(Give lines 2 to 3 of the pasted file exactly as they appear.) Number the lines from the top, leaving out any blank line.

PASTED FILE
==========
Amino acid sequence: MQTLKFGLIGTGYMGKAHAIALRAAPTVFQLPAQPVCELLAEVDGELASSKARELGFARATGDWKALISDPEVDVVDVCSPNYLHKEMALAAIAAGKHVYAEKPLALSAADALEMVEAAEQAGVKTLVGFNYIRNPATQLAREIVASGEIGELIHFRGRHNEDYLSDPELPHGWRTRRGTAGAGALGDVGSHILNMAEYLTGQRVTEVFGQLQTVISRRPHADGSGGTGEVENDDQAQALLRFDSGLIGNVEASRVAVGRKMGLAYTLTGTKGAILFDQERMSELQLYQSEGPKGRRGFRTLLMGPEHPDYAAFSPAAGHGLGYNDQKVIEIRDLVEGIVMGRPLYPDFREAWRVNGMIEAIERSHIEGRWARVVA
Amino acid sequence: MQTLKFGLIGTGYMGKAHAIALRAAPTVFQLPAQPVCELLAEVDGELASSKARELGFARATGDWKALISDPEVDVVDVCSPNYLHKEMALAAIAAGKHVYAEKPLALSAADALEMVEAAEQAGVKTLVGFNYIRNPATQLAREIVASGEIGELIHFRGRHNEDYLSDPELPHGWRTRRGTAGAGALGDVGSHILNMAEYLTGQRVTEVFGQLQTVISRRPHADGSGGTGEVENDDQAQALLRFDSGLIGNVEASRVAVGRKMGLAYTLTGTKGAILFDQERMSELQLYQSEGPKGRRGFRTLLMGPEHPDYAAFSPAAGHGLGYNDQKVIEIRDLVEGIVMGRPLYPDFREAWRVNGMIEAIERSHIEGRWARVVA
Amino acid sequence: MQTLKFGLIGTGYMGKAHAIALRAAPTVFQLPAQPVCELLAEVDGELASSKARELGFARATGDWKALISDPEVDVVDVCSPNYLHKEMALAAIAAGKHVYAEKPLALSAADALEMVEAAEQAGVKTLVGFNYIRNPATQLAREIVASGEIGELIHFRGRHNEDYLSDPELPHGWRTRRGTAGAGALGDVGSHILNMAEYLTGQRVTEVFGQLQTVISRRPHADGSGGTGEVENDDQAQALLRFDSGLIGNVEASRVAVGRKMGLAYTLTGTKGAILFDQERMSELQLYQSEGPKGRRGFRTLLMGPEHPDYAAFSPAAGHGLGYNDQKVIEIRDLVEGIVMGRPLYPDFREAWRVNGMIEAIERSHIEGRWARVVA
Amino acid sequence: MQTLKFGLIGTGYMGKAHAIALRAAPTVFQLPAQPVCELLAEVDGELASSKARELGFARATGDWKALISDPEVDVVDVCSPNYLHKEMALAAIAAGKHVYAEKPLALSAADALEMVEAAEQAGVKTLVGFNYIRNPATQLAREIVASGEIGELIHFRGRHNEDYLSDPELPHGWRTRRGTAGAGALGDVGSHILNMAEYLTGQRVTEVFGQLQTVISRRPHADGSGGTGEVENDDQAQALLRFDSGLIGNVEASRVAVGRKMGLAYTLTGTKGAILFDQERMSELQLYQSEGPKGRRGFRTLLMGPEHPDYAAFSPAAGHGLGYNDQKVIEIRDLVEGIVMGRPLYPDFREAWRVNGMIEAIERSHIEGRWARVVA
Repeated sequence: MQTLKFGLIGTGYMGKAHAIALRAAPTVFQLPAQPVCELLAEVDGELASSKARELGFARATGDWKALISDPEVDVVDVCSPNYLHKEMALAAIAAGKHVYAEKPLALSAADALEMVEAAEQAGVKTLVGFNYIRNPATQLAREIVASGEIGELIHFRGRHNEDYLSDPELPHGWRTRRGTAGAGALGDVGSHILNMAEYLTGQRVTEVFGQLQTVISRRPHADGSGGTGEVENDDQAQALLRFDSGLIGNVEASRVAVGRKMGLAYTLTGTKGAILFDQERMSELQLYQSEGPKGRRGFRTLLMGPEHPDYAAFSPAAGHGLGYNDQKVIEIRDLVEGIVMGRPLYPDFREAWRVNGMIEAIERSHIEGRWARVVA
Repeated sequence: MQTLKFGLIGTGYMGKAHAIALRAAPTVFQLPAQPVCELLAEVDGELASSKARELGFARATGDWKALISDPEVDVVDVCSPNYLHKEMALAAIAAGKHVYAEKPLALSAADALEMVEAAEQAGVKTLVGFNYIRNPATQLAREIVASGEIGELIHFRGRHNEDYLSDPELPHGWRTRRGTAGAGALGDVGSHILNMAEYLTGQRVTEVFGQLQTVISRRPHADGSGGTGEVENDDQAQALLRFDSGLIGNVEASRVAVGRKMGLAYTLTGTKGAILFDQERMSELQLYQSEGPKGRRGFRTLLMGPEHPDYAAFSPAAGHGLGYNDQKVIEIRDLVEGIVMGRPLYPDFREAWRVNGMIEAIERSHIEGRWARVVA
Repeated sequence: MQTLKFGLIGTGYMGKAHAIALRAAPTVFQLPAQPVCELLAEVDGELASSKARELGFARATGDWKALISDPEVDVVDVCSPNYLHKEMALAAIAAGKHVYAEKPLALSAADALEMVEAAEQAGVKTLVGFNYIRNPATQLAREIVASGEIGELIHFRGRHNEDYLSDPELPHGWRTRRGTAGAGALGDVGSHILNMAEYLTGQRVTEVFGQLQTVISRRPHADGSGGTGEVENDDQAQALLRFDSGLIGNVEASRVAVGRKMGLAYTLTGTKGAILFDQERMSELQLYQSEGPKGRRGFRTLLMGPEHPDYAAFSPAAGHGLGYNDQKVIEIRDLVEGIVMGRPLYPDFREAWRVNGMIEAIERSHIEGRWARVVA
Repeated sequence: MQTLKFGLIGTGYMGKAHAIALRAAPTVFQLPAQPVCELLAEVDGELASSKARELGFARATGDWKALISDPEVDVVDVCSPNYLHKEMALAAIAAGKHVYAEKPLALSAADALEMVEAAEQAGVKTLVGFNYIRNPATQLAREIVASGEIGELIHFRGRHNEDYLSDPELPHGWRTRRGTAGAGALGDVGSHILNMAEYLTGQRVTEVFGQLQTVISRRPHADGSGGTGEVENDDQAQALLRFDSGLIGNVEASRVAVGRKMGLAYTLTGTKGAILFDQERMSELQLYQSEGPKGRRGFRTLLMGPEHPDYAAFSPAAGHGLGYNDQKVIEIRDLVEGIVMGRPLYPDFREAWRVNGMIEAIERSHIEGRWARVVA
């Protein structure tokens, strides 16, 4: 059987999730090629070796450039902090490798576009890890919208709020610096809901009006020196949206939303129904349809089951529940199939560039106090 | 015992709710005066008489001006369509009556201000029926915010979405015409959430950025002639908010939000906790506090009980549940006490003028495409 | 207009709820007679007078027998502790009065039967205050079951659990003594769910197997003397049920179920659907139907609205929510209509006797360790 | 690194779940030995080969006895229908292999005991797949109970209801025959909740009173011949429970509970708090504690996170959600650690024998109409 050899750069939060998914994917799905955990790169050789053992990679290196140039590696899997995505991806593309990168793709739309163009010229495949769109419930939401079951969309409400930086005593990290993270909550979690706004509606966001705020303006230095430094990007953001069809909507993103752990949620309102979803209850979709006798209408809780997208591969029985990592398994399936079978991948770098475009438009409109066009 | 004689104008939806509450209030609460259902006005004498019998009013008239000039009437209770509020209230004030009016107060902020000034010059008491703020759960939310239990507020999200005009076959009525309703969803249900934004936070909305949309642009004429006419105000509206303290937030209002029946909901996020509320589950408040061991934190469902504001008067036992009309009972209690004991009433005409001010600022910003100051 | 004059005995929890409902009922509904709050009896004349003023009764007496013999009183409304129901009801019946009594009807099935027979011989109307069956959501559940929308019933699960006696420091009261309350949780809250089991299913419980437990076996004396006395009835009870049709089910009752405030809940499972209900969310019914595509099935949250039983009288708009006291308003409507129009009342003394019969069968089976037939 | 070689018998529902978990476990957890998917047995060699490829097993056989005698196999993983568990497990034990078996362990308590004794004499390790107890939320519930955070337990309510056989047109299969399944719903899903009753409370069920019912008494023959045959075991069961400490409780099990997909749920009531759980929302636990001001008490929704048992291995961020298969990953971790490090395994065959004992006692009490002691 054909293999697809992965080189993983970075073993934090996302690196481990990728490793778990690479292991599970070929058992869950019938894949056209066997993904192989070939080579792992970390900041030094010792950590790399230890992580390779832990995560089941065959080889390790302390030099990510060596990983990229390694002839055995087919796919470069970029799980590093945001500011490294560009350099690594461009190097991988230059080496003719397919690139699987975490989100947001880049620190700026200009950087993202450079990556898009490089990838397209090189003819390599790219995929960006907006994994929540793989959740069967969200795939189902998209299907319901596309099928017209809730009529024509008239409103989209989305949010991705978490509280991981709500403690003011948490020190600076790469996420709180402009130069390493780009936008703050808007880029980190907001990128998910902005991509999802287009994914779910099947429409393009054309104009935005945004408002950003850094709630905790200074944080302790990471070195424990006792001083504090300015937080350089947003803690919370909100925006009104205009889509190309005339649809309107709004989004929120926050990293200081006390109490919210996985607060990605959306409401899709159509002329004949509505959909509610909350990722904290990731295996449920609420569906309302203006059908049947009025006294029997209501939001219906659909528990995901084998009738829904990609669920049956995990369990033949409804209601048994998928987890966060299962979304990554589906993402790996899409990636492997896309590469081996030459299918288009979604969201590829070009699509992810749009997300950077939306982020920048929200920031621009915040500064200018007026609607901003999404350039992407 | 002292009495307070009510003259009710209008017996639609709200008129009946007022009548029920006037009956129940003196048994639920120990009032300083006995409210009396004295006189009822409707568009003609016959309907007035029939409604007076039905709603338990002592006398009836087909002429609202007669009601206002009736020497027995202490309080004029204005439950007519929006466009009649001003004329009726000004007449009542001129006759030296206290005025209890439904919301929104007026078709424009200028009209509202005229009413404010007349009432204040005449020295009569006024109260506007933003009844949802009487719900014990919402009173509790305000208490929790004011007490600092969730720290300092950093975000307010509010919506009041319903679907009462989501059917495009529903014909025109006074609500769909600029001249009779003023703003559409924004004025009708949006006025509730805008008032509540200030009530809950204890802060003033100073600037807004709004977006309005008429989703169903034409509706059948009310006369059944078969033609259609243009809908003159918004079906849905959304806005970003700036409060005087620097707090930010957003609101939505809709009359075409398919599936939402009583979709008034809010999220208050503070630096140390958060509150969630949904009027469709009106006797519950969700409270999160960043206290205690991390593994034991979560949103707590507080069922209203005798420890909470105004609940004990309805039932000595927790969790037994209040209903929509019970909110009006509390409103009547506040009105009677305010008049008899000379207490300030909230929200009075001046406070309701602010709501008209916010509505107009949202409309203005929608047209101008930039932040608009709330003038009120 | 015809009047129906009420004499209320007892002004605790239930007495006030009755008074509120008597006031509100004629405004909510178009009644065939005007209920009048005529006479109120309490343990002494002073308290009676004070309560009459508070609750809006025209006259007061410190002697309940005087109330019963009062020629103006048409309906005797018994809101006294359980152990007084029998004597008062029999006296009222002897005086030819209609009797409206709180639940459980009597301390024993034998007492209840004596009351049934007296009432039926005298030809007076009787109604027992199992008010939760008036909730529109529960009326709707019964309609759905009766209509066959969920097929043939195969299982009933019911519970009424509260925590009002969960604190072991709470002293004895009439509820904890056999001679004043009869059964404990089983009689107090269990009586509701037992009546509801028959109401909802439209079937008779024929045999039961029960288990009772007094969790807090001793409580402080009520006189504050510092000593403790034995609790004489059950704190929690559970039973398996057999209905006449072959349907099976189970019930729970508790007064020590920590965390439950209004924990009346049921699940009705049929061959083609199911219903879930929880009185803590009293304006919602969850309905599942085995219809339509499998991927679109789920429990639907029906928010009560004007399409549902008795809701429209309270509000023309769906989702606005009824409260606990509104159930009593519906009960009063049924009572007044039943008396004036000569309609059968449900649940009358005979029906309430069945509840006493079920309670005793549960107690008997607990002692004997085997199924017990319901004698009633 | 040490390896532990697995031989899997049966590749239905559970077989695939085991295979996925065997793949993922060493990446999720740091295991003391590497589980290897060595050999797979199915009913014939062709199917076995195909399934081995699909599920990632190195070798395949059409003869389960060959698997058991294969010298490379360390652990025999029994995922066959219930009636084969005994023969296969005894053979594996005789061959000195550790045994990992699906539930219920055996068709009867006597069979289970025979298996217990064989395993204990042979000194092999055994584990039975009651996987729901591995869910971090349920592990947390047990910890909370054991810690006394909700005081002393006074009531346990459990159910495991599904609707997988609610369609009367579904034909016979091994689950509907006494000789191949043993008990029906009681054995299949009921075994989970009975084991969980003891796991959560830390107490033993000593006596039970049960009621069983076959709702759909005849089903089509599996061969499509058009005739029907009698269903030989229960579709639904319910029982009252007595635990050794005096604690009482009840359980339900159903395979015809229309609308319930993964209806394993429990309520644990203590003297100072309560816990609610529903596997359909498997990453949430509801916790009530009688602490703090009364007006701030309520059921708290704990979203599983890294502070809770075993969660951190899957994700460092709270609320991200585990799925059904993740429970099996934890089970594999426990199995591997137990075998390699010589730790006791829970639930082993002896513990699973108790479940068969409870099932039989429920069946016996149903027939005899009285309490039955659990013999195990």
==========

Amino acid sequence: MQTLKFGLIGTGYMGKAHAIALRAAPTVFQLPAQPVCELLAEVDGELASSKARELGFARATGDWKALISDPEVDVVDVCSPNYLHKEMALAAIAAGKHVYAEKPLALSAADALEMVEAAEQAGVKTLVGFNYIRNPATQLAREIVASGEIGELIHFRGRHNEDYLSDPELPHGWRTRRGTAGAGALGDVGSHILNMAEYLTGQRVTEVFGQLQTVISRRPHADGSGGTGEVENDDQAQALLRFDSGLIGNVEASRVAVGRKMGLAYTLTGTKGAILFDQERMSELQLYQSEGPKGRRGFRTLLMGPEHPDYAAFSPAAGHGLGYNDQKVIEIRDLVEGIVMGRPLYPDFREAWRVNGMIEAIERSHIEGRWARVVA
Amino acid sequence: MQTLKFGLIGTGYMGKAHAIALRAAPTVFQLPAQPVCELLAEVDGELASSKARELGFARATGDWKALISDPEVDVVDVCSPNYLHKEMALAAIAAGKHVYAEKPLALSAADALEMVEAAEQAGVKTLVGFNYIRNPATQLAREIVASGEIGELIHFRGRHNEDYLSDPELPHGWRTRRGTAGAGALGDVGSHILNMAEYLTGQRVTEVFGQLQTVISRRPHADGSGGTGEVENDDQAQALLRFDSGLIGNVEASRVAVGRKMGLAYTLTGTKGAILFDQERMSELQLYQSEGPKGRRGFRTLLMGPEHPDYAAFSPAAGHGLGYNDQKVIEIRDLVEGIVMGRPLYPDFREAWRVNGMIEAIERSHIEGRWARVVA